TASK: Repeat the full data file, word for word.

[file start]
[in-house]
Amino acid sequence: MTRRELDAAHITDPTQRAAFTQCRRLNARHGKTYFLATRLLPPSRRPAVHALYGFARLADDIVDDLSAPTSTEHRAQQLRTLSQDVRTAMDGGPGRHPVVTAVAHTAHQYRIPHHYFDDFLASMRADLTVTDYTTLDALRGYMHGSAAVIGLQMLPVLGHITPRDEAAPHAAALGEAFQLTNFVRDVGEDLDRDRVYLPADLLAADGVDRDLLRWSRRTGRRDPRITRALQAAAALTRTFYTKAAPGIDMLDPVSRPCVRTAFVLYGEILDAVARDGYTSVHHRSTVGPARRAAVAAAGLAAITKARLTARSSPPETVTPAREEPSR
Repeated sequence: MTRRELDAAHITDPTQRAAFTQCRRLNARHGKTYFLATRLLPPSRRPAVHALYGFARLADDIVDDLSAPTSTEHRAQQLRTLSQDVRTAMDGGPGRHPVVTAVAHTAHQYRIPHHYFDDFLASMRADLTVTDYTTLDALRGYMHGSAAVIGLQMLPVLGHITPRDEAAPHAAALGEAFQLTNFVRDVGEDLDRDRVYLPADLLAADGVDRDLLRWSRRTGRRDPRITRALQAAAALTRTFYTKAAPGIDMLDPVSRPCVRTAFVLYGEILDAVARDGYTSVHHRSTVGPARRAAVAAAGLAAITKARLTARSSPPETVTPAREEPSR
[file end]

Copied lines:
[in-house]
Amino acid sequence: MTRRELDAAHITDPTQRAAFTQCRRLNARHGKTYFLATRLLPPSRRPAVHALYGFARLADDIVDDLSAPTSTEHRAQQLRTLSQDVRTAMDGGPGRHPVVTAVAHTAHQYRIPHHYFDDFLASMRADLTVTDYTTLDALRGYMHGSAAVIGLQMLPVLGHITPRDEAAPHAAALGEAFQLTNFVRDVGEDLDRDRVYLPADLLAADGVDRDLLRWSRRTGRRDPRITRALQAAAALTRTFYTKAAPGIDMLDPVSRPCVRTAFVLYGEILDAVARDGYTSVHHRSTVGPARRAAVAAAGLAAITKARLTARSSPPETVTPAREEPSR
Repeated sequence: MTRRELDAAHITDPTQRAAFTQCRRLNARHGKTYFLATRLLPPSRRPAVHALYGFARLADDIVDDLSAPTSTEHRAQQLRTLSQDVRTAMDGGPGRHPVVTAVAHTAHQYRIPHHYFDDFLASMRADLTVTDYTTLDALRGYMHGSAAVIGLQMLPVLGHITPRDEAAPHAAALGEAFQLTNFVRDVGEDLDRDRVYLPADLLAADGVDRDLLRWSRRTGRRDPRITRALQAAAALTRTFYTKAAPGIDMLDPVSRPCVRTAFVLYGEILDAVARDGYTSVHHRSTVGPARRAAVAAAGLAAITKARLTARSSPPETVTPAREEPSR